Previous Post | Home | Next Post
March 29, 2010
Please, please, please, pick a quiet time, take your computer to a comfortable spot and watch this wonderful video. Called "The Art of Baking Bread," it was produced by my Paris neighbor David Turecamo for CBS News Sunday Morning with Charles Osgood and it's a charmer.
The footage of the late Lionel Poilane showing me how to make his famous Punitions, or Punishment Cookies, is mesmerizing. David shot it in the summer of 2002, right before my book, Paris Sweets, was published with a story about Lionel and the bakery on page 1. That October, Lionel and his wife were killed in a helicopter crash and this clip, always beautiful, became precious.
Since then, David collected the material to make a longer story for CBS Sunday Morning, where his Postcards from Paris appear not often enough. In this clip, you'll see Lionel Poilane at work making the Punishments and you'll meet his extraordinary daughter, Apollonia, who runs Poilane today.
After you watch the video, chances are you'll want the cookies -- it's impossible not to. If you're down the street from Poilane, stop in -- there's always a basket on the counter. If not, you can make them yourself: the recipe's in Paris Sweets or you can find the recipe here.
Tags: Apollonia Poilane
, CBS News Sunday Morning
, Charles Osgood
, David Turecamo
, Lionel Poilane
, Paris Sweets
, Punishment Cookies
, The Art of Baking Bread
Chefs, Restaurants and Shops
Patisseries, Boulangeries & Chocolate Shops
Restaurants, Chefs, & Artisans
| March 29, 2010 9:28 AM
Thank you for sharing this. What a joy; what a lesson; makes me hopeful.
| March 29, 2010 9:43 AM
Thoroughly enjoyed the Poilane video. As a pastry chef, my dream is to one day go to Paris and visit the patisseries and boulangeries of Paris. I'm going to keep dreaming and who knows, maybe one day it will come true.
| March 29, 2010 10:08 AM
Thanks for posting this - I loved watching it. Poignant to see a true master at work.
| March 29, 2010 10:19 AM
Wonderful video -- thank you so much for sharing it here! His technique is so unlike anything I've seen here in the US. It makes me want to get my hands into my food!
| March 29, 2010 10:38 AM
This video made my day! Thanks for posting. I love the reason behind the name "Punitions."
| March 29, 2010 11:21 AM
That was fascinating! Watching M. Poilane create those cookies was mesmerizing. Too bad so much machinery is now used to create baked goods.
| March 29, 2010 11:30 AM
Just watched the video---how inspiring to see professionals making bread the old way! It makes me feel more hopeful about the world.
I've always wanted a wood-burning stove (we used them all the time in Nicaragua), but I'm having to bake my sourdough bread (started from our very own grapes!) in an electric oven for now. Can't have everything (nor do I really want to, when I take the time to actually think about it).
| March 29, 2010 11:37 AM
i love it when bakeries give the public a glimpse into what drives them make such wonderful tasting things. i didn't know anything about poilane (except that they make bread) but this definitely makes me understand the company a lot better!
| March 29, 2010 12:38 PM
Wonderful video clip, thanks for the recipe link!
| March 29, 2010 1:03 PM
I loved seeing this video and to have a beautiful French bakery profiled so beautifully. I immediately went to Paris Sweets and dug out the recipe...and today, after watching the clip a few times, I'm ready to put away the food processor and get my hands dirty. Sadly, I'm fairly certain that while he makes it look EASY...it won't be but it certainly is an inspiration to try to replicate his delicate touch! THANK YOU!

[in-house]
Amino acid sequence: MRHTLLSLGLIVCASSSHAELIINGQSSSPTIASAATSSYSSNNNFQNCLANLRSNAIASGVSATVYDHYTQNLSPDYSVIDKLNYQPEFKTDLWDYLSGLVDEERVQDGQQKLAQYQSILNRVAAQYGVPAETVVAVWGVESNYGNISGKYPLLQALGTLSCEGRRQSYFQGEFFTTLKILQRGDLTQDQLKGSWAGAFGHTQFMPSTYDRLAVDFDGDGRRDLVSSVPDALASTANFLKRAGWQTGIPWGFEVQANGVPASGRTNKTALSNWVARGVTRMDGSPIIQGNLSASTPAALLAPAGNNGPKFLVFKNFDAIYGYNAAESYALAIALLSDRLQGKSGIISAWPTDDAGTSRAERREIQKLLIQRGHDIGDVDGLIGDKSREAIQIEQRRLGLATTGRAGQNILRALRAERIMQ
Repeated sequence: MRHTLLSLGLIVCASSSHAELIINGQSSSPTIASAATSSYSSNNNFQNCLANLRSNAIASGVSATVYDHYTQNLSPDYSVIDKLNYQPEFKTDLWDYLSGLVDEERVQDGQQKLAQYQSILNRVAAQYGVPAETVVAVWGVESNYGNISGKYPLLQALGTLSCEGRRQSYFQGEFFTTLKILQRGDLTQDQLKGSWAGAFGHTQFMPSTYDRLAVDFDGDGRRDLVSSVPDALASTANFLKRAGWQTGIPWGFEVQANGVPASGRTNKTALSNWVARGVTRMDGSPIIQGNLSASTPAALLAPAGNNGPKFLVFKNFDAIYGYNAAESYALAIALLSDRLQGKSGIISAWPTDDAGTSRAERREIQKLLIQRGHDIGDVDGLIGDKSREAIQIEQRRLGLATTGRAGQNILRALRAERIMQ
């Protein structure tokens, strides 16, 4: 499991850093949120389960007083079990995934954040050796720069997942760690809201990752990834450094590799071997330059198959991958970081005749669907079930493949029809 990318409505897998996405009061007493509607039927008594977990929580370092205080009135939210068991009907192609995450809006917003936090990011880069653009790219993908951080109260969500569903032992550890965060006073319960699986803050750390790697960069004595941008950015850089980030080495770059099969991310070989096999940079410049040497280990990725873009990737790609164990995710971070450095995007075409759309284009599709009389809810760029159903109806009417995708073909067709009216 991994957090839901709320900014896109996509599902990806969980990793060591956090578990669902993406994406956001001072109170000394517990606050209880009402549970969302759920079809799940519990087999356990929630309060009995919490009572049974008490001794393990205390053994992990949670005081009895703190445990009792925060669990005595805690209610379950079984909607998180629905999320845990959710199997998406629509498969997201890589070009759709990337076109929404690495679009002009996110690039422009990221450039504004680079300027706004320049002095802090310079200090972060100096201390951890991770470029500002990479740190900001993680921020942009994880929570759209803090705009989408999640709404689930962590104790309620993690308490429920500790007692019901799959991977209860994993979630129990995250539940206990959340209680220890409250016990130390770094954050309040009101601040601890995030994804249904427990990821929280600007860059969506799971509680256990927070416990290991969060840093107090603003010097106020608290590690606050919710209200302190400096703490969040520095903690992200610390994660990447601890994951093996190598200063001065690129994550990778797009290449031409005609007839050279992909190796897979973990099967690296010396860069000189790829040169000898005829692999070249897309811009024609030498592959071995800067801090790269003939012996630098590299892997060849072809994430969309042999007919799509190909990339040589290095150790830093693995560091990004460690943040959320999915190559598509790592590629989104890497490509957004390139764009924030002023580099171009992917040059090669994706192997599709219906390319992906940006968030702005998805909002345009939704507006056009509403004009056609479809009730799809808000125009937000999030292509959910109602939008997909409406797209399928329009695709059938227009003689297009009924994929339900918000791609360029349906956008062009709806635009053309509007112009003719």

| March 29, 2010 1:05 PM
And...as someone who just found out that she "qualifies" for bifocals...I wondered where you get your wonderful glasses? Brand? They are beautiful - calligraphic, almost - and I'd love to find a pair...
| March 29, 2010 3:19 PM
I remember the shock of finding out Lionel Poilane had died, but I prefer to remember the shock of first tasting his bread (and those cookies) in his bakery in rue Cherche-Midi, without anyone having recommended it, but simply because I was staying at a friend's apartment just up the street.
I remember being startled to read the news about his (clearly gifted) daughter, and this unusual merging of the old and the new. It remains good bread (don't get me started on the cute feves in their galettes des rois). Thank you for sharing, for the pleasure of watching this man who made very many people happy, in the simplest of ways: flour, yeast, salt.
| March 29, 2010 5:00 PM
I saw the segment on CBS. It was lovely.
| March 29, 2010 8:43 PM
I loved watching you and Lionel yesterday. My Mother who was from a small town in Northwestern Arkansas used a similar technique to make biscuits.
She started with her flour bowl, made a well in the center added salt, baking soda and baking powder mixed them with a little flour, added then some butter milk. Using her fingers, she stirred the mixture and slowly incorporated flour until it was the right consistency.
while doing this, she heated some Crisco at 450 degrees in the oven.
Then she formed the biscuits by squeezing off a golf ball sized pieced, patting it into disk, folding most of it over. She dipped each side in the hot oil and put them into bake for about twelve minutes.
I don't make biscuits often, but they are never very good.
Do you know anything about the history of this process?
Thank you - Jude
| March 29, 2010 8:59 PM
Thanks for posting the video - I watched it earlier today from a twitter post and enjoyed it very much. One disappointment is that you give the recipe for Punitions with a KitchenAid Mixer while M. Poilane is using his hand. I am glad I saw the hand process because I can understand what he is doing. I don't have a kitchenaid, just a small hand mixer - I think doing this by hand will be much more fun.